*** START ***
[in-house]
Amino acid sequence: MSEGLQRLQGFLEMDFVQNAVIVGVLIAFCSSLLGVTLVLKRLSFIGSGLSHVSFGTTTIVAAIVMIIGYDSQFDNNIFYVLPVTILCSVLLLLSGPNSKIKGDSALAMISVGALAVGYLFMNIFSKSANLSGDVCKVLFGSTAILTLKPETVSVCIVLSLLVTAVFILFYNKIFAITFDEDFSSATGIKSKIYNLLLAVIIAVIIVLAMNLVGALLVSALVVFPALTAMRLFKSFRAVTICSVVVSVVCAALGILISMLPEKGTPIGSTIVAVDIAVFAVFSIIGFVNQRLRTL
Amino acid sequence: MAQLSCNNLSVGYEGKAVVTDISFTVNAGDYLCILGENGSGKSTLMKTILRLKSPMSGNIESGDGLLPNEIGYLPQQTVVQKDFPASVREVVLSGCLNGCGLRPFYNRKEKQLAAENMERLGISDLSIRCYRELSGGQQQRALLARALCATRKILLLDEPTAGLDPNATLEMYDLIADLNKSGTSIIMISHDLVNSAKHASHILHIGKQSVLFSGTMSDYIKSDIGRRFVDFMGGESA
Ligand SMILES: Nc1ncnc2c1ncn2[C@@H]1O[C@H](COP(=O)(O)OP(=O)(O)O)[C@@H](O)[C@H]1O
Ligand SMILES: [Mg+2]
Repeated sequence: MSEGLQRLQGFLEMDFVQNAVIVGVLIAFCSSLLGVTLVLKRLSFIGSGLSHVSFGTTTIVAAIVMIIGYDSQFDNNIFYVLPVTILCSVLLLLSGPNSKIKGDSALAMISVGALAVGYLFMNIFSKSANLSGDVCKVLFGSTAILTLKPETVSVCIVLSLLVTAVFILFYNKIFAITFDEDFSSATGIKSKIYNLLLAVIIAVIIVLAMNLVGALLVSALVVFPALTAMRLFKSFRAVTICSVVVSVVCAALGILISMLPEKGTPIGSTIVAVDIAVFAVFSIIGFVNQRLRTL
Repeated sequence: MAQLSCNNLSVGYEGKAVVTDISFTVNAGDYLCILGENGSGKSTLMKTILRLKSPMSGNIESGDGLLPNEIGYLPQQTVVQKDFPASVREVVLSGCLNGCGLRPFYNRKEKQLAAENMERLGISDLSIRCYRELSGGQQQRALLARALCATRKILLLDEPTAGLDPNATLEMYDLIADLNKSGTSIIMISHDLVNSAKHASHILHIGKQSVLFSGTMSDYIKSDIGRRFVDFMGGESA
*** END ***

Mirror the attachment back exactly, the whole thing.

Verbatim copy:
[in-house]
Amino acid sequence: MSEGLQRLQGFLEMDFVQNAVIVGVLIAFCSSLLGVTLVLKRLSFIGSGLSHVSFGTTTIVAAIVMIIGYDSQFDNNIFYVLPVTILCSVLLLLSGPNSKIKGDSALAMISVGALAVGYLFMNIFSKSANLSGDVCKVLFGSTAILTLKPETVSVCIVLSLLVTAVFILFYNKIFAITFDEDFSSATGIKSKIYNLLLAVIIAVIIVLAMNLVGALLVSALVVFPALTAMRLFKSFRAVTICSVVVSVVCAALGILISMLPEKGTPIGSTIVAVDIAVFAVFSIIGFVNQRLRTL
Amino acid sequence: MAQLSCNNLSVGYEGKAVVTDISFTVNAGDYLCILGENGSGKSTLMKTILRLKSPMSGNIESGDGLLPNEIGYLPQQTVVQKDFPASVREVVLSGCLNGCGLRPFYNRKEKQLAAENMERLGISDLSIRCYRELSGGQQQRALLARALCATRKILLLDEPTAGLDPNATLEMYDLIADLNKSGTSIIMISHDLVNSAKHASHILHIGKQSVLFSGTMSDYIKSDIGRRFVDFMGGESA
Ligand SMILES: Nc1ncnc2c1ncn2[C@@H]1O[C@H](COP(=O)(O)OP(=O)(O)O)[C@@H](O)[C@H]1O
Ligand SMILES: [Mg+2]
Repeated sequence: MSEGLQRLQGFLEMDFVQNAVIVGVLIAFCSSLLGVTLVLKRLSFIGSGLSHVSFGTTTIVAAIVMIIGYDSQFDNNIFYVLPVTILCSVLLLLSGPNSKIKGDSALAMISVGALAVGYLFMNIFSKSANLSGDVCKVLFGSTAILTLKPETVSVCIVLSLLVTAVFILFYNKIFAITFDEDFSSATGIKSKIYNLLLAVIIAVIIVLAMNLVGALLVSALVVFPALTAMRLFKSFRAVTICSVVVSVVCAALGILISMLPEKGTPIGSTIVAVDIAVFAVFSIIGFVNQRLRTL
Repeated sequence: MAQLSCNNLSVGYEGKAVVTDISFTVNAGDYLCILGENGSGKSTLMKTILRLKSPMSGNIESGDGLLPNEIGYLPQQTVVQKDFPASVREVVLSGCLNGCGLRPFYNRKEKQLAAENMERLGISDLSIRCYRELSGGQQQRALLARALCATRKILLLDEPTAGLDPNATLEMYDLIADLNKSGTSIIMISHDLVNSAKHASHILHIGKQSVLFSGTMSDYIKSDIGRRFVDFMGGESA